A virus is a tiny submicroscopic viral agent that duplicates only within the living cells of a living organism. Like a bacterium or a virus, viruses affect all living cell types, from plants and animals to microorganisms, such as bacteria and archaeans. There are over 100 different types of viruses in the human body; most are harmless, however, there are a few that can cause severe illness. Most viruses are copyists – they replicate themselves. This is called replicate virus or host virus.


Most viruses produce two types of genetic information, ribonucleic acid (RNA) and genetic codons. The genetic information contained in the DNA code of an infected cell acts as the guide for the transcription of viral RNA into actual viral proteins, thus causing the infection. However, sometimes there is a mutation of the DNA sequence, which can result in a temporary abnormality of the viral proteins, resulting in the formation of abnormal viruses.

Viruses are transmitted through the means of physical contact or indirect contact, such as by touching objects contaminated with pathogens. Some viruses can also be transmitted through the air when particles of infectious agent are inhaled. A large number of common viruses are co-transmitted between living organisms via chemical reactions that involve specific chemicals or enzymes. An example of this is the common cold or the flu.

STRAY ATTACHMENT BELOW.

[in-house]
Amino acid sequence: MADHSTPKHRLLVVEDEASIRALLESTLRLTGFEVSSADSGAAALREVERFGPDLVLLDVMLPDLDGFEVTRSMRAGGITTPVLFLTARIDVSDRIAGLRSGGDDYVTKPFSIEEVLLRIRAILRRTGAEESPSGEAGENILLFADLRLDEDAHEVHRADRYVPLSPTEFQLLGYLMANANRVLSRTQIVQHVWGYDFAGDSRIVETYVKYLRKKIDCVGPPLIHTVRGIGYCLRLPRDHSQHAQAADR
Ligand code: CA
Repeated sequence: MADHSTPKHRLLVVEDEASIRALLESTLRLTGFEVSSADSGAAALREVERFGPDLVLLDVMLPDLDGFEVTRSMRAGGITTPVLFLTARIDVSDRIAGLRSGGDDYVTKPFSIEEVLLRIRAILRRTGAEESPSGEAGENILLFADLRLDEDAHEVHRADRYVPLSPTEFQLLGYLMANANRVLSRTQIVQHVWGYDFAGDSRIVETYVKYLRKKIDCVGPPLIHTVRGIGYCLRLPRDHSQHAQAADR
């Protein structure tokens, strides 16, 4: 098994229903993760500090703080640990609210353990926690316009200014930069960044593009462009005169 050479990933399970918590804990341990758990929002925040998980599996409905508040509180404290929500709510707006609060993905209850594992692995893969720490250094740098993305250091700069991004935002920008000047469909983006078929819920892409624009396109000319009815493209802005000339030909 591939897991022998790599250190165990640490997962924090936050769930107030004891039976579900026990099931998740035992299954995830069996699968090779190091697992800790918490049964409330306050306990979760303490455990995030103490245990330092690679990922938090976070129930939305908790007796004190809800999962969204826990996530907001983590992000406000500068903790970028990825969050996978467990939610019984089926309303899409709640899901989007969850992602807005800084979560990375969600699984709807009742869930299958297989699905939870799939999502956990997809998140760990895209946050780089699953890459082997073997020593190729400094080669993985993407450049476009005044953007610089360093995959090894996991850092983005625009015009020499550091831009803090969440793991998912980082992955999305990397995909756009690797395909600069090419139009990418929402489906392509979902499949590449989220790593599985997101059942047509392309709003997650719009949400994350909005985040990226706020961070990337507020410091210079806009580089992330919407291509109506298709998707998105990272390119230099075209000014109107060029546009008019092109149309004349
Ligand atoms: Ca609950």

There are many different types of viruses, and the way they affect living organisms is similar for each. For instance, we can divide them into two major groups: the pathogenic viruses and the non-pathogenic viruses. Pathogens are those that infect living organisms directly by contacting them. These include common house dust mites, dog and cat fleas, and certain types of protozoa, such as roundworms. Non-pathogenic viruses are those that do not directly affect living cell types, but rather affect the cells’ ability to function normally or in a healthy manner.

The nucleic acids upon which viral proteins are built are the most important factors in determining the nature and severity of a virus. A virus that affects a single host cell will be considered healthy, whereas one that damages hundreds of host cell will be considered a pathological virus. A virus that only affects host cell may produce only a mild disease, while a virus that destroys thousands of host cells and reproduces itself within those host cells can be considered extremely harmful. A virus that only affect one type of cell type, and does not invade other host cell types, are referred to as a host-based virus.

Many viruses have nucleic acid segments with viral RNA, ribonucleic acid, or DNA strands. When these segments of DNA are allowed to replicate, the segments form a piece of genetic material that becomes a virus. For example, many viruses that infect healthy cells reproduce themselves by using a protein called the nucleoprotein to replicate themselves. Some viruses have bits of DNA with viral RNA pieces that allow them to infect other cells. These segments of DNA called polyposis are recognized by a matching sequence of bases on the nucleic acid strand that allows them to reproduce.